Why no Tactical Incentives: Why are not greater volumes of state incentives orientated to elements of the textile manufacturing and textile finishing value chain so that they can upgrade their plant and equipment. Tactical investments in this area may have the effect of improving the entire value chain by enabling the production of more specialised fabrics or sophisticated quick response fabric finishing processes; and, it may improve the garment industries’ chances of competing in the “fast fashion” space!

Independent Reviews of Past Incentive Schemes: Why have there been no detailed, independent, reviews of the value chain incentive interventions run to date. I could be wrong but, I do not think that the Ministries responsible for Trade & Industry, and for Economic Development have ever requested, or received, an independent review of the value chains various incentive programmes that have been rolled-out since 2010. I guess that what they will have received will be reports from the incentive programme managers (and we know how objective that they may be); and, they may have got anecdotal pats on the back from recipients in the incentives. What is even more surprising is that the ultimate incentive paymaster – National Treasury / Finance Ministry – appears to have accepted the glowing reports and continually funnelled more cash into the sector.

So where does this leave us? Well, the South African government has commissioned a consultancy firm to develop a long-term plan for the section of the industry that supplies the country’s “fashion” retailers – the so-called “Masterplan”. But they are developing a plan based upon no empirical evidence related to past government incentive support. FFS! – this is shameful. It’s not the consultant’s fault – it is the government that should take the blame for this.

In other related news, the Southern African Clothing & Textile Workers’ Union (SACTWU) is currently conducting a mini survey to assess if it is the case that applicants for the Production Incentive (PI) are having any difficulty in claiming their PI incentive. The PI incentive scheme is administered by the Industrial Development Corporation (IDC); the SACTWU General Secretary is an IDC Board Member!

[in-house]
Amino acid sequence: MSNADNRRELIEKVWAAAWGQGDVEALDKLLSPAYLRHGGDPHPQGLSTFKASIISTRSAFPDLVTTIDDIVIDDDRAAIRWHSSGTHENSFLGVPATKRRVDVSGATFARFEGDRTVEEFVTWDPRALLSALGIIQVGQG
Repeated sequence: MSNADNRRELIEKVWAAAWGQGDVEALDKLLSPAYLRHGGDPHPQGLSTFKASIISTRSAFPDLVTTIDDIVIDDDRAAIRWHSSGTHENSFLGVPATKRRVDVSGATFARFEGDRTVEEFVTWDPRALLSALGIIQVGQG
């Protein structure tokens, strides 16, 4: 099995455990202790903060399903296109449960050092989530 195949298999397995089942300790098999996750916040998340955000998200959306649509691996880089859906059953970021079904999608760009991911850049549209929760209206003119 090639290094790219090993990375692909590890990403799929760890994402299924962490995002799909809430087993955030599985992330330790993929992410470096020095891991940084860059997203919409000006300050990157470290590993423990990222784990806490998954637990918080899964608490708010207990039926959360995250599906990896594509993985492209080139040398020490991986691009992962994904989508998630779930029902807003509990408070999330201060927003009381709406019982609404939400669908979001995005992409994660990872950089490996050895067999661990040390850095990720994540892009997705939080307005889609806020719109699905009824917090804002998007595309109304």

The South African Revenue Services (SARS) relaunched its “illicit economy unit” in August 2018 after it had been dismantled under a former Commissioner. SARS’ new acting Commissioner has advised that the unit was being mandated to focus on the fight against the trade in illicit cigarettes, illicit fuel and the textile products. The Commissioner said that the unit was busy with “many prongs” of focus in the illicit economy to ensure that what was “rendered to Caesar was in fact rendered”. READ HERE >>

One now hears rumours that the Economic Development Department (EDD) is now also trying to understand what are the problems confronting some stakeholders in the country’s textile and apparel industry – including smuggling. It's easy to see why. The EDD Minister, in a former life, has decades of textile, apparel and footwear industry experience. He has a sound knowledge of the sector. To me it's illuminating that EDD may be getting involved in the value chain! The question must then be ... why have SARS nor the Department for Trade & Industry (DTI) been unable to adequately address value chain issues? I have my views on SARS’ Customs and the on the DTI – and they are not pretty views either!

Woolworth’s group sales for the 26 weeks ended 23 December 2018 increased by 1.9% (+2.7% in constant currency) compared to the 26 weeks ended 24 December 2017. Sales growth was impacted by one day less of pre-Christmas trade, compared to last year. Woolworths Fashion, Beauty and Home ('FBH') Sales declined by 2.0% (comparable stores were 2.4% lower), impacted by a significantly smaller winter clearance sale in the first quarter. Sales in the second quarter of the year have, however, shown positive growth. Price movement was 1.7% for FBH, (and 0.8% for Fashion). Gross profit margin increased by 0.5% to 47.1%, from higher full-priced sales and reduced markdowns. Net retail space increased by 0.6%. Store costs grew by 4.3%, and other operating costs were 3.3% up on the prior period. Despite the gross margin improvement and good cost control, the lower trading activity led to operating profit declining by 11.8% to R915m (US$65.2m). READ HERE >>